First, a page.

Cliff Boldt; was slightly more sympathetic: “Like so much other gossip and speculation about the royal family, I’ll give SPARE a pass. The North American media would do well to ignore the well-travelled paths of the British tabloids who seem to thrive on character attacks, regardless of any hard evidence.
“Harry and his family have a rough row to hoe in life. I wish them well.”
William Rogers: “Thought your blog was a site that wouldn't involve Harry and Meghan. My mistake.”
Tom Watson: “What you say about Harry's not having a last name is very interesting. I had not known that. Although I likely didn't know it because I long ago lost all interest in the entire family.
“I have never understood how one family could claim to be ‘royal’ in perpetuity, and their checkered track record has been anything but royal. If you sense that Harry's book won't be on my reading list anytime soon, you'd be right. Spare me.”
David Gilchrist: “I haven’t read Harry’s book either -- and doubt that I will share the airing of their dirty laundry.
“However I have another perspective on the relationship between birth sequence and Responsibility. I don’t question the examples you quote. But life has as many ‘Both/Ands’ as it has ‘Either/Ors.’ There are also cases where the first born is the ONLY one for a while, and resents the intrusion of another attention-getter -- especially if the second has special needs or characteristics, which could be genetic and not environmental, but still require extra parental time. I do know that the first one sometimes has an attitude of ‘Entitlement’: more a sense of authority over, rather than responsibility for, the younger sibling. That can lead to bullying.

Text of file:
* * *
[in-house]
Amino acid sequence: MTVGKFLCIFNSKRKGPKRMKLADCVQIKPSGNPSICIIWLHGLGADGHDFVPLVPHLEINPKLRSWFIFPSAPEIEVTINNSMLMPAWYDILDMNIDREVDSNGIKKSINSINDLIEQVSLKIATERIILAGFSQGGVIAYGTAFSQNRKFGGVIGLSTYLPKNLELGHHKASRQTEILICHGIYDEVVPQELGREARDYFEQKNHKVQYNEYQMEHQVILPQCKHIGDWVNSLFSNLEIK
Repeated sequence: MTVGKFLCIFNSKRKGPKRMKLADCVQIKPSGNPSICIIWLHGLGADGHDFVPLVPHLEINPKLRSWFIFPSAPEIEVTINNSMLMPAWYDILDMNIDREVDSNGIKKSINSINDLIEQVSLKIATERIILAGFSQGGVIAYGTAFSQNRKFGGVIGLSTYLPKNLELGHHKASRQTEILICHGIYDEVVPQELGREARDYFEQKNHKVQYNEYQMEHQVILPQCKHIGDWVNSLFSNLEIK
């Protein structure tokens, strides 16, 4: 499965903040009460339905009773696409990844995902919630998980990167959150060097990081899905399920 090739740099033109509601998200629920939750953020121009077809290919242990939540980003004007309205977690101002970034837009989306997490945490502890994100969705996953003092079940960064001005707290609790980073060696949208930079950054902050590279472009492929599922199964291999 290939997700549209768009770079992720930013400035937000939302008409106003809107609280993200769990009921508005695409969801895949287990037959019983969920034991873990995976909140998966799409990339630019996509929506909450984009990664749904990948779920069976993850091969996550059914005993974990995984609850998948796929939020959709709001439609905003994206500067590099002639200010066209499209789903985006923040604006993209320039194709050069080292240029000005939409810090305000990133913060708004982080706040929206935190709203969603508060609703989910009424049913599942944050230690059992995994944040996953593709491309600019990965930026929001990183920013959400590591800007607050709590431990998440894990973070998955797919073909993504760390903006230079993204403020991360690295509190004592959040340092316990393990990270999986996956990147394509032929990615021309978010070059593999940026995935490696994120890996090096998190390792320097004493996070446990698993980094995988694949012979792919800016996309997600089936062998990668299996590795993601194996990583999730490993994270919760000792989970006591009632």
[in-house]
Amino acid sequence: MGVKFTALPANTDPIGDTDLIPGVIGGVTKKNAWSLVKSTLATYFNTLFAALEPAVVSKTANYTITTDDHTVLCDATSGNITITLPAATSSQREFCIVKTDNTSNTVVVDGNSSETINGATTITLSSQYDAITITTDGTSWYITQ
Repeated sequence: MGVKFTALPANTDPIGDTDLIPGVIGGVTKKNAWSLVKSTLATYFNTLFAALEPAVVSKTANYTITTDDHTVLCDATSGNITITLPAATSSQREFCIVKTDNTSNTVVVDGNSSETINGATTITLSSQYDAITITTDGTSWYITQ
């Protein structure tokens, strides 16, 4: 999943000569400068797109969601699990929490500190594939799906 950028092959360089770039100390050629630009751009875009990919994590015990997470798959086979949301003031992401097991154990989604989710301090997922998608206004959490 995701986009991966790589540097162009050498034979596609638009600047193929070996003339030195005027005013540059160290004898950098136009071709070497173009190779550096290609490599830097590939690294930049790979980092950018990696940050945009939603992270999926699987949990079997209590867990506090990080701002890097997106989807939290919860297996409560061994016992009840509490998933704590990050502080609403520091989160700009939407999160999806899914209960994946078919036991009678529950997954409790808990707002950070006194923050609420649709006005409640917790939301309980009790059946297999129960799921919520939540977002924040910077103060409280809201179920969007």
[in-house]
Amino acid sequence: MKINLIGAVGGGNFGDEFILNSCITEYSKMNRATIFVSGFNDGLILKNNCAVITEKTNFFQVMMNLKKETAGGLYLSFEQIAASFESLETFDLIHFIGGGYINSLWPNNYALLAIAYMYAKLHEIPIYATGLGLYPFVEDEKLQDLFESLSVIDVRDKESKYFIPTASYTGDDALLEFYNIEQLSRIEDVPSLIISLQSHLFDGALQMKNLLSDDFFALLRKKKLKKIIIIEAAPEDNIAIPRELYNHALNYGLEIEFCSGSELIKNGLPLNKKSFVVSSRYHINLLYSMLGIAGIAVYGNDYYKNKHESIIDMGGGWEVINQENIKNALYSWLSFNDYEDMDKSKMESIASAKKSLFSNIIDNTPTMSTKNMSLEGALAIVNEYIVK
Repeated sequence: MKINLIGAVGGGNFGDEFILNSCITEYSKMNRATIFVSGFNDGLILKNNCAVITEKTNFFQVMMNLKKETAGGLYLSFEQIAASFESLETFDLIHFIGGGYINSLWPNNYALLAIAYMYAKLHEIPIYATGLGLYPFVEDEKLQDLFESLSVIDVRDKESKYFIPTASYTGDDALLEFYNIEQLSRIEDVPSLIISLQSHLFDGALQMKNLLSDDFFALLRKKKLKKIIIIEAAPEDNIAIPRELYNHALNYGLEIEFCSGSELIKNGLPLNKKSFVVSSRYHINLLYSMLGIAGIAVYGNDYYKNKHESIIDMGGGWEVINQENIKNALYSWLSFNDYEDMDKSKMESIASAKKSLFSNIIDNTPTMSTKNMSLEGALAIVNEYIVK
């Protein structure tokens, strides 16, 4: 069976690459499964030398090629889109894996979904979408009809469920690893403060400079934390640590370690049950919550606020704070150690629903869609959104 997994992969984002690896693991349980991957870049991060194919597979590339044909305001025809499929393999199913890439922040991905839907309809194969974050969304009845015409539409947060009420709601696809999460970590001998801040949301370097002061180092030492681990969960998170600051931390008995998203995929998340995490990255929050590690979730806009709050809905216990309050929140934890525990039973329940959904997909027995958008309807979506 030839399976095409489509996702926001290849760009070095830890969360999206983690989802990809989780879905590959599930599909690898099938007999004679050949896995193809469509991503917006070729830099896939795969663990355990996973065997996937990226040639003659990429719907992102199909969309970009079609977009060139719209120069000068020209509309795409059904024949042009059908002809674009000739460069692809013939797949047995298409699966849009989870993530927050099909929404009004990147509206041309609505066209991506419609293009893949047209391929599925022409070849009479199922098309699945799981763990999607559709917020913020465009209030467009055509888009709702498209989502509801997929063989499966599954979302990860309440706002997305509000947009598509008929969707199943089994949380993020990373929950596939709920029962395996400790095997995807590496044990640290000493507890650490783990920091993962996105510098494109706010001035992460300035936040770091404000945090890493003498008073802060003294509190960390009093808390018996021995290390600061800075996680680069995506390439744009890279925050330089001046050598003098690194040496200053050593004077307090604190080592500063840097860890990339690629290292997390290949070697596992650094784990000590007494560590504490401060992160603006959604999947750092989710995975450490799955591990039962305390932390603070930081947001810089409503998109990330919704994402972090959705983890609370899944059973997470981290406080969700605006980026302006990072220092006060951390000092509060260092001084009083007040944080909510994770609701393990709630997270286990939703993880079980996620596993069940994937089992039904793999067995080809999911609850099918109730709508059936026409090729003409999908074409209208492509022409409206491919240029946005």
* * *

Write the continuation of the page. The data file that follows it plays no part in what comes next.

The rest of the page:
“I know at least one family where the second took over much or the duties of the absent father, rather than the older one taking them on.”
Bob Rollwagen commented on the British monarchy generally: “Nothing new currently with the British Monarchy. It has stood the test of time and, as social media expands, adapted its role to maintain a position of significance for the vast majority.”
Bob added thoughts about birth order: “It is amazing how the second child syndrome fits for all families of varying economic and social tiers. Harry’s big challenge is how to keep Meagan happy given she quit her Hollywood career to become wife of the brother of a King who is no longer significant.”
John Shaffer: “Birth order didn't work in my family, as my oldest brother had learning disabilities. My father, not having any understanding of the concept, just thought my brother was a goof-off and he applied serious discipline and eventually allowed him to enter military service at an early age. Today, Father would have faced prison time for his actions.”
Lesley Clare: “I ‘discovered’ the theory of birth order my first year at university. It wasn't news. We were planned. My sister came first. 3 years later I arrived. Since I was also a girl, 3 years later another pregnancy. Whoops -- twin boys. The autumn they were born, my sister was in hospital for months with brain cancer. None of that stuff about how the jam in the middle of the sandwich is the special stuff helps. Nature or nurture isn't really the question. It’s nature, informed by nurture, for all of us.”
Heather Sandilands: “Your comment about Bob Newhart's potential monologue mad me laugh out loud!!”
I have two paraphrases for Psalm 15; I liked this one better.
1 Your doors are always open, God;
You have no locks or fences.
2 Anyone can walk in --
Anyone who does no harm to others,
Who holds no grudges,
Who rejects pretence and sham.
3 Your guests have no double standards;
They will not doublecross a friend for their own gain,
nor sow dissension among their colleagues.
4 Yet they do not simply tolerate whatever comes;
They steer clear of evil causes.
They keep their word -- even at personal sacrifice.
5 They do not see money only as a means of making more;
They will not seek profit from the plight of the poor and helpless.
They are not fickle or changeable.
They will not do anything to cut themselves off from your company.